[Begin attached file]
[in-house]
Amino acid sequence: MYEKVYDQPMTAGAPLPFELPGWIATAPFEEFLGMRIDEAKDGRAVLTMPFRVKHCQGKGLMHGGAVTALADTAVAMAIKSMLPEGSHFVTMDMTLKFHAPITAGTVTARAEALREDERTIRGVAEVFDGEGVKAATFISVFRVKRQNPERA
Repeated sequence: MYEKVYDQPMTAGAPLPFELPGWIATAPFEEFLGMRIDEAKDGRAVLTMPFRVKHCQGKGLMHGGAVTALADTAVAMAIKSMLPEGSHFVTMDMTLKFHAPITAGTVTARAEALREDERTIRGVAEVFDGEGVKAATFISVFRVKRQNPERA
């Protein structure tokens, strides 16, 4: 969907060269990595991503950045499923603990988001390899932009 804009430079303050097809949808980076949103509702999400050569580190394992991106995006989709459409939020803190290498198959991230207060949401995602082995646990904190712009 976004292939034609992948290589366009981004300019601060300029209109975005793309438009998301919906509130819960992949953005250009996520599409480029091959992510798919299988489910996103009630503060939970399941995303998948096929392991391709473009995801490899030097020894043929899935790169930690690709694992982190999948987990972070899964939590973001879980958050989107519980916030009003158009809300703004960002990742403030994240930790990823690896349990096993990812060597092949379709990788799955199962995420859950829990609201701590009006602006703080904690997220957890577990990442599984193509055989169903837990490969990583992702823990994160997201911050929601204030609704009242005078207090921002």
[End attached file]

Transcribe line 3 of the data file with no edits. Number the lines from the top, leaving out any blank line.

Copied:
Repeated sequence: MYEKVYDQPMTAGAPLPFELPGWIATAPFEEFLGMRIDEAKDGRAVLTMPFRVKHCQGKGLMHGGAVTALADTAVAMAIKSMLPEGSHFVTMDMTLKFHAPITAGTVTARAEALREDERTIRGVAEVFDGEGVKAATFISVFRVKRQNPERA